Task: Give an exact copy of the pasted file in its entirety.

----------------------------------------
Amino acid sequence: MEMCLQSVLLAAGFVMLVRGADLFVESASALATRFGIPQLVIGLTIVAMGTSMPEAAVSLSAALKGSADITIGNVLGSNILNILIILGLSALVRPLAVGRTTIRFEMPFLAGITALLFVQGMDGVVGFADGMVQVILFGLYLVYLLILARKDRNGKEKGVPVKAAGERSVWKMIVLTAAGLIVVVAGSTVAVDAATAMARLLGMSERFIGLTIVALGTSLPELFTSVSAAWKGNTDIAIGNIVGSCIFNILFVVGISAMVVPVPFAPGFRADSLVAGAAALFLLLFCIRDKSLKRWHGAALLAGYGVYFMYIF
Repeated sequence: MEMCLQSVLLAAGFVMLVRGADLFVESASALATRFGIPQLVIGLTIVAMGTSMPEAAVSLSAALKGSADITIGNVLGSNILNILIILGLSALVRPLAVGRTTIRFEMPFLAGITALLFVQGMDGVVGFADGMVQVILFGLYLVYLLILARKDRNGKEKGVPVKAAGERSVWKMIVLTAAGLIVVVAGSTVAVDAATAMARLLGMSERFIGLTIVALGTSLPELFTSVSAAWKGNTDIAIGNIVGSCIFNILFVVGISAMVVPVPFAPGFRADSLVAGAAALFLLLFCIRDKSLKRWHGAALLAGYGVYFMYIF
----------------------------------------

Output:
Amino acid sequence: MEMCLQSVLLAAGFVMLVRGADLFVESASALATRFGIPQLVIGLTIVAMGTSMPEAAVSLSAALKGSADITIGNVLGSNILNILIILGLSALVRPLAVGRTTIRFEMPFLAGITALLFVQGMDGVVGFADGMVQVILFGLYLVYLLILARKDRNGKEKGVPVKAAGERSVWKMIVLTAAGLIVVVAGSTVAVDAATAMARLLGMSERFIGLTIVALGTSLPELFTSVSAAWKGNTDIAIGNIVGSCIFNILFVVGISAMVVPVPFAPGFRADSLVAGAAALFLLLFCIRDKSLKRWHGAALLAGYGVYFMYIF
Repeated sequence: MEMCLQSVLLAAGFVMLVRGADLFVESASALATRFGIPQLVIGLTIVAMGTSMPEAAVSLSAALKGSADITIGNVLGSNILNILIILGLSALVRPLAVGRTTIRFEMPFLAGITALLFVQGMDGVVGFADGMVQVILFGLYLVYLLILARKDRNGKEKGVPVKAAGERSVWKMIVLTAAGLIVVVAGSTVAVDAATAMARLLGMSERFIGLTIVALGTSLPELFTSVSAAWKGNTDIAIGNIVGSCIFNILFVVGISAMVVPVPFAPGFRADSLVAGAAALFLLLFCIRDKSLKRWHGAALLAGYGVYFMYIF